An IMF team led by Stéphane Roudet visited Muscat between April 3-16 to hold the 2018 Article IV consultation discussions with Oman.
At the conclusion of their 13 days visit to the sultanate, Roudet, in a statement released on Thursday said, “Preliminary budget execution data point to a significant improvement in the fiscal position last year, on the back of higher oil prices and spending restraint.”
He said the Omani government has made progress in curtailing both current and capital expenditure, helping reduce the breakeven fiscal oil price. “Combined with a large increase in oil revenues, this brought the overall deficit down to around 12.8 per cent of GDP from 21 per cent of GDP in 2016.”
Roudet said that Oman’s government is undertaking further reforms to raise non-hydrocarbon revenue, such as introducing value-added and excise taxes, and intends to continue with spending restraint. “This would bring the deficit to below four per cent of GDP in the next two years,” he said.
According to the IMF, Oman’s non-hydrocarbon economic growth is estimated to have picked up modestly in 2017 to about two per cent, from 1.5 per cent in 2016, as higher confidence in the wake of the rebound in oil prices helped offset the impact from fiscal consolidation on economic activity. However, overall real GDP growth, the IMF said, turned negative 0.3 per cent in 2017 because of a significant contraction of oil output (by negative 2.8 per cent).
“The government’s diversification efforts and the planned completion of major infrastructure projects are expected to gradually raise non-hydrocarbon growth to about four per cent over the medium term,” Roudet said.
The IMF warned that the deficit is expected to pick up to about seven per cent of GDP by 2023, reflecting a gradual decline in the Fund’s oil price assumptions and an increase in interest payments.
“Substantial additional fiscal adjustment is therefore needed. It should be underpinned by further efforts to tackle current spending rigidities (particularly on the wage bill and subsidies), streamline the large public investment programme, and introduce new taxes over the medium term,” Roudet said.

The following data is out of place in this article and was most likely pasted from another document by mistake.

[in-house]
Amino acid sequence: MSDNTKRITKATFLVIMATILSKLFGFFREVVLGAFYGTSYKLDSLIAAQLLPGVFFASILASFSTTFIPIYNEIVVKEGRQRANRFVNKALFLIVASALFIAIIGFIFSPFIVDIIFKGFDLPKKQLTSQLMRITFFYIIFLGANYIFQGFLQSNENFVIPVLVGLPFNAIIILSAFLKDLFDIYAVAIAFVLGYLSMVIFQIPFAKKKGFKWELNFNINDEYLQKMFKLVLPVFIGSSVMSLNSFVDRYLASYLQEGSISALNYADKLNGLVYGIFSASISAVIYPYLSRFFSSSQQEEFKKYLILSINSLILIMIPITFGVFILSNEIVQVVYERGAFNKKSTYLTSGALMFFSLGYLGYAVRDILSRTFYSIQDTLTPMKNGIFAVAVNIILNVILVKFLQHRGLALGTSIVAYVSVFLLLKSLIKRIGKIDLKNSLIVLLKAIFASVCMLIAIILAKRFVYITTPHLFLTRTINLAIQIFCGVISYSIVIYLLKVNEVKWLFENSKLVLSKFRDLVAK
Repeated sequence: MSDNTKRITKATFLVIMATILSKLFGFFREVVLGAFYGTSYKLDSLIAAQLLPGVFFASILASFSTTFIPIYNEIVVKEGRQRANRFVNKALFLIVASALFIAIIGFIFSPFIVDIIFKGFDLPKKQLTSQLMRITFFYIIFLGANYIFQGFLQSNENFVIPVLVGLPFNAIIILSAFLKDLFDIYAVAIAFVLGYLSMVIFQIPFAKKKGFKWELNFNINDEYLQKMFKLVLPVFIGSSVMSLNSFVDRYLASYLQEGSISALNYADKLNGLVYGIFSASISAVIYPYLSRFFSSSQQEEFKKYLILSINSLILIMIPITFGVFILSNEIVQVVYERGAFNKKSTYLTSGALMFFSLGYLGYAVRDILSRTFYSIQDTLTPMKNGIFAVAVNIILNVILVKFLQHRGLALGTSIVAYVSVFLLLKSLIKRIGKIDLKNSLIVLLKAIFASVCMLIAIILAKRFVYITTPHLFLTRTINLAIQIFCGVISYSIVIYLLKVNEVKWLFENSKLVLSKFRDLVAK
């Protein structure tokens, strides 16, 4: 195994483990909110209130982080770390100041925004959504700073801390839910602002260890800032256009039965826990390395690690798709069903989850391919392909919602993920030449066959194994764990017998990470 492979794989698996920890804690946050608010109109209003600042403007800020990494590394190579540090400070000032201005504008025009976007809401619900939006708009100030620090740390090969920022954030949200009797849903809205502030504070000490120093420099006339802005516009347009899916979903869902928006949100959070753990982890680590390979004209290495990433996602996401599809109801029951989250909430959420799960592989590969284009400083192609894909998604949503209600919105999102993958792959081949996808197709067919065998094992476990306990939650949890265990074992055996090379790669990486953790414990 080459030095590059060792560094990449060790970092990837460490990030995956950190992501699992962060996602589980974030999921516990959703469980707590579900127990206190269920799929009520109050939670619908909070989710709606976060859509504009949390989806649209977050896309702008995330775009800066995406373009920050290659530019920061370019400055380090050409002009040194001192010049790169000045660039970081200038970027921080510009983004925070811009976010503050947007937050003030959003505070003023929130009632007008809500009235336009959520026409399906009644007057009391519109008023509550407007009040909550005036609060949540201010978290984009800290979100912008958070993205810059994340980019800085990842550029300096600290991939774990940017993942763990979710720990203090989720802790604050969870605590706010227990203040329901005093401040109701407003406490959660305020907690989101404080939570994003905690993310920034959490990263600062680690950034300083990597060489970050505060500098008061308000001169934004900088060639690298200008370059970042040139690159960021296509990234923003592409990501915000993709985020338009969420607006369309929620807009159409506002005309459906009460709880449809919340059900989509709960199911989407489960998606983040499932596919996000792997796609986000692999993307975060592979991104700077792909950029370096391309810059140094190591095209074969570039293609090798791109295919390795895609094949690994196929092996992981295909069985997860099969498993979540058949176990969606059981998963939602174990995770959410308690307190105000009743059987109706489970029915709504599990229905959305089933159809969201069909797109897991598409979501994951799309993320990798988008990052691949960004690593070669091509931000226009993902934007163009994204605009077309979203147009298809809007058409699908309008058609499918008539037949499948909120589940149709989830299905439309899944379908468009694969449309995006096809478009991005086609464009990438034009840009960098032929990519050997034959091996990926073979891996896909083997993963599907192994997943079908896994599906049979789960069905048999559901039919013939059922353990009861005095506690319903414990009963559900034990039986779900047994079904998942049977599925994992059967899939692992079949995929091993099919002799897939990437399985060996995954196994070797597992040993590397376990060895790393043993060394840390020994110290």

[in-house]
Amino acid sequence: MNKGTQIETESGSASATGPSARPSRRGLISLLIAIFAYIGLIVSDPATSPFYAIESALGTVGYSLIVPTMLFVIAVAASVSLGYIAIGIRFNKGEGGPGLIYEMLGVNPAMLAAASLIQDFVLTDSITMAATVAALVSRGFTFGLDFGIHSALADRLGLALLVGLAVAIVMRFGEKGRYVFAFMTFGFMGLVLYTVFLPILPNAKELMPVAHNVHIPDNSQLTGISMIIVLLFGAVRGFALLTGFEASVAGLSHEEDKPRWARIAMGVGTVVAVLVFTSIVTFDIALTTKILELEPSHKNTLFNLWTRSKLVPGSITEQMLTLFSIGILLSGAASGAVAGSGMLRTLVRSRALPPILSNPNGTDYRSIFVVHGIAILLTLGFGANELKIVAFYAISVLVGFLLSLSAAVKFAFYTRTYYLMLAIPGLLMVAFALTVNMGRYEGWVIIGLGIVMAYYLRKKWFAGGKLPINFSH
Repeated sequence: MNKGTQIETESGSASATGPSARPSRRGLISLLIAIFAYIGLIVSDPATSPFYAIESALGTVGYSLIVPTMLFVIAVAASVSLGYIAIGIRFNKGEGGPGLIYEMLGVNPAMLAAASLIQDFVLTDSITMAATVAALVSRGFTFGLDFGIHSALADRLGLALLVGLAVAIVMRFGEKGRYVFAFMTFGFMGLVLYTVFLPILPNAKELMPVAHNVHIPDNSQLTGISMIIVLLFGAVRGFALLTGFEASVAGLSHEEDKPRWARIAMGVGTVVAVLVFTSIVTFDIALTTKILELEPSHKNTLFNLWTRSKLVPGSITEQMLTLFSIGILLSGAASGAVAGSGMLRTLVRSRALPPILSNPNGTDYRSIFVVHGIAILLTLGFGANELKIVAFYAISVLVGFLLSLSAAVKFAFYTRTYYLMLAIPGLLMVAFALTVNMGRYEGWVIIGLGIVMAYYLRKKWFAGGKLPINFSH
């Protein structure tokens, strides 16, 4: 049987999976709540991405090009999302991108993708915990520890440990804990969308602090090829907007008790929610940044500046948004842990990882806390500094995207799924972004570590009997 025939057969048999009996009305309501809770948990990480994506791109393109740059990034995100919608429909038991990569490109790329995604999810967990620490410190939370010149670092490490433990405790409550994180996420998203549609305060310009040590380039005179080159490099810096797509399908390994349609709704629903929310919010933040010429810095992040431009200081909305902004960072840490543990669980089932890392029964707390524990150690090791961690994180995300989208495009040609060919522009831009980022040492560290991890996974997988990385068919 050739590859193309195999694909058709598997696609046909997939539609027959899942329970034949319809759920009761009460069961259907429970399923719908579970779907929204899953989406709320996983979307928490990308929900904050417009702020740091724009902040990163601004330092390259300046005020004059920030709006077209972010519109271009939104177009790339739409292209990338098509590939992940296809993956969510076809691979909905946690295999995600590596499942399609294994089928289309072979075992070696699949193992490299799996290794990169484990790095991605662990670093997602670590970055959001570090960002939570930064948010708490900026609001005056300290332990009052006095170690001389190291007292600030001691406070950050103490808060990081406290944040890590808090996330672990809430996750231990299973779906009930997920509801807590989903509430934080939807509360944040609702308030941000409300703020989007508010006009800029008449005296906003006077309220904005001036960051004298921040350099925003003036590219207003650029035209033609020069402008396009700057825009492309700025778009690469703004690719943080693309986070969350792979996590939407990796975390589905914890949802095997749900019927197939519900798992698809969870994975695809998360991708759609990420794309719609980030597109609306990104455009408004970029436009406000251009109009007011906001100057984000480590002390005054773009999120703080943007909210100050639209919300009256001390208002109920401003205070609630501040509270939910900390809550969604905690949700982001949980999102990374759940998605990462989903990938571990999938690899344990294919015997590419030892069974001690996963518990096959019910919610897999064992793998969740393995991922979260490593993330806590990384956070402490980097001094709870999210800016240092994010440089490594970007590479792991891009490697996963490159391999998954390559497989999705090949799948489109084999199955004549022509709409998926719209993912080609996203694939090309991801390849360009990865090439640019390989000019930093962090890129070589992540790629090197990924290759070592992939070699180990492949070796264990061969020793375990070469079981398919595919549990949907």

He further said the structural reforms that promote private sector development, productivity and competitiveness gains, diversification, and job creation for nationals are paramount. Further improving the business climate, including by reducing excessive regulations and fostering competition, and accelerating Tanfeedh implementation are also important, the IMF official added.
Banking sector appears sound
Roudet said Oman’s banking sector appears sound, with banks featuring high capitalisation, low non-performing loans, and strong liquidity buffers.
Roudet said, “Although private sector credit growth has somewhat moderated and interest rates are likely to increase with US monetary policy tightening further, credit growth is expected to remain healthy. Against this backdrop, the recent countercyclical measures may help banks and borrowers weather the more difficult economic environment.” He added that maintaining robust banking sector regulation and supervision is important to bolster financial sector resilience in support of sustained economic growth.
The IMF noted that the sultanate’s exchange rate peg to the US dollar is appropriate considering the current structure of the economy.